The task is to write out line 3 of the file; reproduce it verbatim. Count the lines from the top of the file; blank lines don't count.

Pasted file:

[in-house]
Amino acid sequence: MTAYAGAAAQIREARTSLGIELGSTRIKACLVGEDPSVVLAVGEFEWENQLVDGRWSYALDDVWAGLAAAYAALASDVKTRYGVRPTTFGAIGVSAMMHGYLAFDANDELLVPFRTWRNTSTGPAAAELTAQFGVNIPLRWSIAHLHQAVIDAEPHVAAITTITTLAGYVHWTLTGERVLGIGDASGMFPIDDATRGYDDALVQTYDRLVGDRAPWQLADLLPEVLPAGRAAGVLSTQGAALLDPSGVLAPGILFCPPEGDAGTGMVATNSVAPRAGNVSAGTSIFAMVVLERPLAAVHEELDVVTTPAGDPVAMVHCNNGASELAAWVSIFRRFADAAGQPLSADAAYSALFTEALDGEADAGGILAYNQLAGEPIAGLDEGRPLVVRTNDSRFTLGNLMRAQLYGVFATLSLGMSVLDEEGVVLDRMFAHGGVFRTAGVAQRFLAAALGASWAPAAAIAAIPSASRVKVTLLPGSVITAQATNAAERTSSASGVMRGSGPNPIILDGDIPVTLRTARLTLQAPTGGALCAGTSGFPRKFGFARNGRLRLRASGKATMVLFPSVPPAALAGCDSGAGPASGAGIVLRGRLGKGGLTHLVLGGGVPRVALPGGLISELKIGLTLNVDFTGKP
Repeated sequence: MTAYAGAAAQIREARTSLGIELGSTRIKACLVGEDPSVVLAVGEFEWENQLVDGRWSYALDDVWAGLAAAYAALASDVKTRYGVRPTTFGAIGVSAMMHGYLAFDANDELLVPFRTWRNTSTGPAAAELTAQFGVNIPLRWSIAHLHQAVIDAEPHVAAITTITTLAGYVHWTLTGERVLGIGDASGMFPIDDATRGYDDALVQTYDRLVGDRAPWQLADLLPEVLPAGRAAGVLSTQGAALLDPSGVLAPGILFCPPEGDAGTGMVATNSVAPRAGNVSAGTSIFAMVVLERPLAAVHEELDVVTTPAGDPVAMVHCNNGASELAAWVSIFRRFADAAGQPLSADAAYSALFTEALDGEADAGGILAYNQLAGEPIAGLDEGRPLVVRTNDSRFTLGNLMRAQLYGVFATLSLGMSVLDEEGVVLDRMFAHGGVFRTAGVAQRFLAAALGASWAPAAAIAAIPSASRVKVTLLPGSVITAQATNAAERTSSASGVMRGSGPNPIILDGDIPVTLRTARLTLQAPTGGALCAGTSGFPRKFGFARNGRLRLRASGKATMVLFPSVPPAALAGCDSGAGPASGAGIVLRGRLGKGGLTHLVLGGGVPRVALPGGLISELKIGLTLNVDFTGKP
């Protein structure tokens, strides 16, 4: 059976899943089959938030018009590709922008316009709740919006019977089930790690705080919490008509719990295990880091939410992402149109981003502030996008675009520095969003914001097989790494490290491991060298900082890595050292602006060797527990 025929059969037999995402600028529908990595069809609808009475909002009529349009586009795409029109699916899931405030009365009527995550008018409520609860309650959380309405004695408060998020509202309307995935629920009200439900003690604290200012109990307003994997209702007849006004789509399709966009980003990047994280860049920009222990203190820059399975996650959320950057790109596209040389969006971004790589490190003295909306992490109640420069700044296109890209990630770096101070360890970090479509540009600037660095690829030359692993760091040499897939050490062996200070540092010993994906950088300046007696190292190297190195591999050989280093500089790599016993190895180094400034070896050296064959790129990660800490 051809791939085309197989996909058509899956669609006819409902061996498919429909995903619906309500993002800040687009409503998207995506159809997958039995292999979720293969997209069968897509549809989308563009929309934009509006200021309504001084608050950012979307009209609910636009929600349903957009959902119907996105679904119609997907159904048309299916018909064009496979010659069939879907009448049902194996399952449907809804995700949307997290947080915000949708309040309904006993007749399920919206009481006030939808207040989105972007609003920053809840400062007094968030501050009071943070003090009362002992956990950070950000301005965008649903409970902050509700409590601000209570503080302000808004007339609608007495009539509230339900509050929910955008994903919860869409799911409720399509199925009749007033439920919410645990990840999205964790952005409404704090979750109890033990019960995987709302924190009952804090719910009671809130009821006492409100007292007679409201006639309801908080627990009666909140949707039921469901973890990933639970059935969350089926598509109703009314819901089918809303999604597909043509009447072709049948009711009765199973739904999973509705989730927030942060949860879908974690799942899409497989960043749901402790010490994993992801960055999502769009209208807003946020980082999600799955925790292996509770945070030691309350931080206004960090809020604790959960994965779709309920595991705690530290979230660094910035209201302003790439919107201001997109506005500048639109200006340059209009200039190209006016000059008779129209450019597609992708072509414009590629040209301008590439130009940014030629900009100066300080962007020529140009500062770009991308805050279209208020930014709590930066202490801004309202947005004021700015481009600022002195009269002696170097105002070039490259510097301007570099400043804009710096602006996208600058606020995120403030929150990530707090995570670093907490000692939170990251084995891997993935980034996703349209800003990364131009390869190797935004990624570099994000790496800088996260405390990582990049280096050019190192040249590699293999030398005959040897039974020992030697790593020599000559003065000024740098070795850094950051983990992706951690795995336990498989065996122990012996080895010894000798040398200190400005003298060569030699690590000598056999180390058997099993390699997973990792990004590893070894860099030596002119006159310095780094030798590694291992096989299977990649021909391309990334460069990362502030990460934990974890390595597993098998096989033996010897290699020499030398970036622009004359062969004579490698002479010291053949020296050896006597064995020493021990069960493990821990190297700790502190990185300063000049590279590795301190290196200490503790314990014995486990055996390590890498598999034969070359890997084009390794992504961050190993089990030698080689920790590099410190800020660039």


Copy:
Repeated sequence: MTAYAGAAAQIREARTSLGIELGSTRIKACLVGEDPSVVLAVGEFEWENQLVDGRWSYALDDVWAGLAAAYAALASDVKTRYGVRPTTFGAIGVSAMMHGYLAFDANDELLVPFRTWRNTSTGPAAAELTAQFGVNIPLRWSIAHLHQAVIDAEPHVAAITTITTLAGYVHWTLTGERVLGIGDASGMFPIDDATRGYDDALVQTYDRLVGDRAPWQLADLLPEVLPAGRAAGVLSTQGAALLDPSGVLAPGILFCPPEGDAGTGMVATNSVAPRAGNVSAGTSIFAMVVLERPLAAVHEELDVVTTPAGDPVAMVHCNNGASELAAWVSIFRRFADAAGQPLSADAAYSALFTEALDGEADAGGILAYNQLAGEPIAGLDEGRPLVVRTNDSRFTLGNLMRAQLYGVFATLSLGMSVLDEEGVVLDRMFAHGGVFRTAGVAQRFLAAALGASWAPAAAIAAIPSASRVKVTLLPGSVITAQATNAAERTSSASGVMRGSGPNPIILDGDIPVTLRTARLTLQAPTGGALCAGTSGFPRKFGFARNGRLRLRASGKATMVLFPSVPPAALAGCDSGAGPASGAGIVLRGRLGKGGLTHLVLGGGVPRVALPGGLISELKIGLTLNVDFTGKP